Comedian Dave Berry has said, “If you had to identify, in one word, the reason why the human race has not achieved, and never will achieve, its full potential, that word would be meetings.”
Board meetings can be acrimonious, and in some instances, they can go overboard. The headline of a recent Walpole, Massachusetts newspaper article reads: “Fight between Walpole selectmen cuts meeting short.” The first sentence of the article stated, “Selectmen came to verbal blows on Tuesday night, prompting other board members to cut the meeting short as two of their colleagues took the altercation outside.”
“I’ve seen board meetings where people yelled at each other, which is very inappropriate, And then they may bring cursing to the table. I’ve had meetings where people lunged across the table at each other, or almost came to fisticuffs,” says Cynthia Graffeo, senior property manager at Argo Management in Manhattan.
In his book, “The perfect Board,” author Calvin Clemens writes, “The Perfect Board” is probably a goal that can never be reached. “Given the manner in which people work with one another, it is doubtful that consistent harmony can be achieved,” he writes. “But maybe that is the goal. Working together, moving the organization forward, instead of individual or selfish pursuits.”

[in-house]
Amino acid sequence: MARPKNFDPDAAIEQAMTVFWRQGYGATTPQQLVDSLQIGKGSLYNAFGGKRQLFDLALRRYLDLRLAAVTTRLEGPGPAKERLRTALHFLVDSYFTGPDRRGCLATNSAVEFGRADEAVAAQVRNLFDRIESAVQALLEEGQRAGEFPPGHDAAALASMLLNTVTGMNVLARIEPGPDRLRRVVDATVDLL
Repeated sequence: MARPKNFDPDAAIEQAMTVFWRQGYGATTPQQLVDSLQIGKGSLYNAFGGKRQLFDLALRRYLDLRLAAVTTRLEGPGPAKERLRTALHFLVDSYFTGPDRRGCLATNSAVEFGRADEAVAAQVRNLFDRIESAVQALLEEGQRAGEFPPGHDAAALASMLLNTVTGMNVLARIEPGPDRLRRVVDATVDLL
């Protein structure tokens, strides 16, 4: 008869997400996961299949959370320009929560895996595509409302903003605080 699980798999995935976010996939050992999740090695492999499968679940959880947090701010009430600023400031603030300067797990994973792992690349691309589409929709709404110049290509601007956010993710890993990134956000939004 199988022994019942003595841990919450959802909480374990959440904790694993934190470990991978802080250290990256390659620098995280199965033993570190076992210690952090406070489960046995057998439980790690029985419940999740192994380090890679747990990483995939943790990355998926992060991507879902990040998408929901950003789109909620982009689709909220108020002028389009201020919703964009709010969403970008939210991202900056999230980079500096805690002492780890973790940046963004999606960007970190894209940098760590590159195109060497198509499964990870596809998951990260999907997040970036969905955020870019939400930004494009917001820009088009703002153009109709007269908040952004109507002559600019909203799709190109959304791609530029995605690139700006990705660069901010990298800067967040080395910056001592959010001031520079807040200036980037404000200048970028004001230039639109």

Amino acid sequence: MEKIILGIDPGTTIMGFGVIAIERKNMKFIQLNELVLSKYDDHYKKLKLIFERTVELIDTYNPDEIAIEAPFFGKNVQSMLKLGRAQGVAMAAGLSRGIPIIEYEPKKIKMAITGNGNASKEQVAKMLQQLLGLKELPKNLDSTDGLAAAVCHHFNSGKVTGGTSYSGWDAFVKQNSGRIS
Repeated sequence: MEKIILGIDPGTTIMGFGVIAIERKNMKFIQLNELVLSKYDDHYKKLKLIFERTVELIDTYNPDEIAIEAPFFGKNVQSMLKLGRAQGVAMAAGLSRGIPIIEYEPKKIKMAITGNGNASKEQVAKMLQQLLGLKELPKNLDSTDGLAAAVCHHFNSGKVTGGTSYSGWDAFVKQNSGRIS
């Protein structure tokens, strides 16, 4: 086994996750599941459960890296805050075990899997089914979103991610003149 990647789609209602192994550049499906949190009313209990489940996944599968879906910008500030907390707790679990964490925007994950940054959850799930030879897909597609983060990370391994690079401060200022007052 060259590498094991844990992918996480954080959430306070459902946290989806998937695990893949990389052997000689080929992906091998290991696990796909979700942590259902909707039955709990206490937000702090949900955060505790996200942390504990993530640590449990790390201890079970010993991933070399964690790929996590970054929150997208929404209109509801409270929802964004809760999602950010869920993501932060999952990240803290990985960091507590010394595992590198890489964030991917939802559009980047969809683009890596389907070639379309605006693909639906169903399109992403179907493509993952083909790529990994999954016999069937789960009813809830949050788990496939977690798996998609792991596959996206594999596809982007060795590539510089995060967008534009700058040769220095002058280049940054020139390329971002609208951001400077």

Effective meetings need to be planned in order to be effective. “The preparation for a successful meeting begins with the managing agent,” says Peter von Simson, the chief executive officer of New York City-based New Bedford Management Corp. “Two or three business days before the meeting, the agent should circulate a proposed agenda to all participants. At this point, topics can be added or removed as participants would like and time allows. The agenda for a monthly board meeting, he explains, “should have an overview of the building financials as a cover page to the agenda. The financial overview should include all bank balances, cash flow with Actual vs. Budget, an arrears report as well as an open payables report.
“The agent and whomever else is responsible for a topic on the agenda should come prepared and ready to speak about their item and should bring handouts/proposals for everyone attending the meeting, “ von Simson suggests.